• The first areas to get deployments will be rural areas or areas where existing internet is slow, not available or expensive. We have the hardware for this right now,
  • Dense urban areas are edge-case. Need SDR, custom equipment.

We looked at the athens meshnet. We determined that the barrier is currently software, not the hardware side. Commercial Wireless Internet Service Providers (WISPs) are essentially commercial meshnets. There is a growing market for hardware aimed at WISPs and the first meshnets will be using this hardware.

Their networks are structured hierarchically. The depth max is three. There is a large microwave uplink to a location they have roof or tower access. Then they beam point-to-point 1.5 Gb/s connection to another roof. then they have directional antenna covering a 60 degree to 120 degree arc that services four to sixteen customers at up to 150 Mb/s each. The network fans in, to fatter and fatter pipes. These are small companies, with usually less than 1000 premises (50k/month revenue).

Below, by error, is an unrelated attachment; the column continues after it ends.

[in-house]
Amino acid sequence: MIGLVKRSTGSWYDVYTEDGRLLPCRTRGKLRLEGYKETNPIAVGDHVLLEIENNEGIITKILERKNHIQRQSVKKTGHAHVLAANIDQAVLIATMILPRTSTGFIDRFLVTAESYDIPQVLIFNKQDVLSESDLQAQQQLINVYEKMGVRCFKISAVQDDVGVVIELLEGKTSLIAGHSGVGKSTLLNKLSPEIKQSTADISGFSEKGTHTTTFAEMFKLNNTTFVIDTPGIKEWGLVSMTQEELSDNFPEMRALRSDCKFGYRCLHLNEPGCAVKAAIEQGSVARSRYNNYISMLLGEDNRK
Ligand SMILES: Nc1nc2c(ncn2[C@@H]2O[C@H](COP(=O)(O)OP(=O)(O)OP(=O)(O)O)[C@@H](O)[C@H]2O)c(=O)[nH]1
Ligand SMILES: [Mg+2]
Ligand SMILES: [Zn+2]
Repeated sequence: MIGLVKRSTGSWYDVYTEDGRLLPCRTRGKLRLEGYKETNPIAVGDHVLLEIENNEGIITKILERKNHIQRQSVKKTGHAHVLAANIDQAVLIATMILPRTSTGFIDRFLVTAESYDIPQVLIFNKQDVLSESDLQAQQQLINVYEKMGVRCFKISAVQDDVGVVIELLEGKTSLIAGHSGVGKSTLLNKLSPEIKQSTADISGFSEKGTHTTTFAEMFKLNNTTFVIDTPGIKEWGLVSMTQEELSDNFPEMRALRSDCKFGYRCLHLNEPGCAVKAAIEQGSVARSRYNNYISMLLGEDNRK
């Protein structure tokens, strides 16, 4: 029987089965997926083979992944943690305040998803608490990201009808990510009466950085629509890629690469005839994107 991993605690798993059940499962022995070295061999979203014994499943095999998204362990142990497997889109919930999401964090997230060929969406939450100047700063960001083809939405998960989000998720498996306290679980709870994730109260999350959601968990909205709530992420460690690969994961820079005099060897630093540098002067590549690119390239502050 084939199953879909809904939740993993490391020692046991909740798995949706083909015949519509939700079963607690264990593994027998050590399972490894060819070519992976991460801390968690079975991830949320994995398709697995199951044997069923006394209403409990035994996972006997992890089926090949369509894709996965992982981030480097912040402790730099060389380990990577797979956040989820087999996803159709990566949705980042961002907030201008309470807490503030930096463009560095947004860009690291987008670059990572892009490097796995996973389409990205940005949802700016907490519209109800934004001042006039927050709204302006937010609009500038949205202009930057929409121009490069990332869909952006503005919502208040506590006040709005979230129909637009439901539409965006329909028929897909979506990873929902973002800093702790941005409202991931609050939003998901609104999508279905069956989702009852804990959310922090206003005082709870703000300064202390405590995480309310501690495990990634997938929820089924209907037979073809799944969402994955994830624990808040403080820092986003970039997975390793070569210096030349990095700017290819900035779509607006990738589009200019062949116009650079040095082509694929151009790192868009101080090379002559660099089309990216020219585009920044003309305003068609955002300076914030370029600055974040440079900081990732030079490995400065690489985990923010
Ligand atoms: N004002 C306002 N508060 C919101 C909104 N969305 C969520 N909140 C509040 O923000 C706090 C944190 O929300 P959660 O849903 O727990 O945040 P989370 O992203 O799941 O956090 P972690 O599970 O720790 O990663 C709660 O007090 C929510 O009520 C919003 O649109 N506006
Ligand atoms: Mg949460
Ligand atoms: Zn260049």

What Skywire provides WISPs is two things
  • Non-hierarchical routing (in a non-hierarchical namespace). This means load balancing and potentially redundancy.
  • Inter-operability between WISPs. This means ability to bridge network across customer premises, third parties and other WISPs.
For testing:
  • We need to get Skywire prototyped and working as darknet as internet overlay (in progress)
  • We need option to disable link encryption so it can run at line-speed on the ubiquity hardware used by the WISPs. (new requirement)
  • The routing needs to work (designed but not implemented)
  • load balancing may need to work (more difficult, possible but open problem)
  • We need to find people who operate a WISP and determine what their requirements are.

After the prototype for Skywire is done, the meshnet part and the internet part will split and need to be staffed by separate development teams.